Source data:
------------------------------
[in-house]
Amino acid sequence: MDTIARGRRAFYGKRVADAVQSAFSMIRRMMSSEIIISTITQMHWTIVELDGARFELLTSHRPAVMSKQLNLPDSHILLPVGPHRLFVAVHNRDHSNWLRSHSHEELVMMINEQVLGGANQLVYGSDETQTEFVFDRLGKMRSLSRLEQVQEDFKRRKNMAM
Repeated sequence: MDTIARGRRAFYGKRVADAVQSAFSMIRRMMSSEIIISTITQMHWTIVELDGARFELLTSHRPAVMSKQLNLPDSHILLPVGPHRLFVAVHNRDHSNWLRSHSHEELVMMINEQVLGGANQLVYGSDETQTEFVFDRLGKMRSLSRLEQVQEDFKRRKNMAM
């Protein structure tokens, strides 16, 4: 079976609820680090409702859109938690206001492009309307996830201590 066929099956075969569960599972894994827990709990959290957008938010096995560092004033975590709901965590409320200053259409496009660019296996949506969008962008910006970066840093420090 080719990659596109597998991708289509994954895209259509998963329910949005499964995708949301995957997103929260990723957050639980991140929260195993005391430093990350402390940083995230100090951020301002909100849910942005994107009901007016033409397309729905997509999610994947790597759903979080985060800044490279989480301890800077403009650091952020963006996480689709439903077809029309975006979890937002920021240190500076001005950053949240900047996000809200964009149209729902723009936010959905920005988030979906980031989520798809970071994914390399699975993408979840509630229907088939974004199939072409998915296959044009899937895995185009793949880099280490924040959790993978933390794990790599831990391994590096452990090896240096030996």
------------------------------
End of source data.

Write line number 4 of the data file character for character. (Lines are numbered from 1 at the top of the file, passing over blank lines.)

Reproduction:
């Protein structure tokens, strides 16, 4: 079976609820680090409702859109938690206001492009309307996830201590 066929099956075969569960599972894994827990709990959290957008938010096995560092004033975590709901965590409320200053259409496009660019296996949506969008962008910006970066840093420090 080719990659596109597998991708289509994954895209259509998963329910949005499964995708949301995957997103929260990723957050639980991140929260195993005391430093990350402390940083995230100090951020301002909100849910942005994107009901007016033409397309729905997509999610994947790597759903979080985060800044490279989480301890800077403009650091952020963006996480689709439903077809029309975006979890937002920021240190500076001005950053949240900047996000809200964009149209729902723009936010959905920005988030979906980031989520798809970071994914390399699975993408979840509630229907088939974004199939072409998915296959044009899937895995185009793949880099280490924040959790993978933390794990790599831990391994590096452990090896240096030996």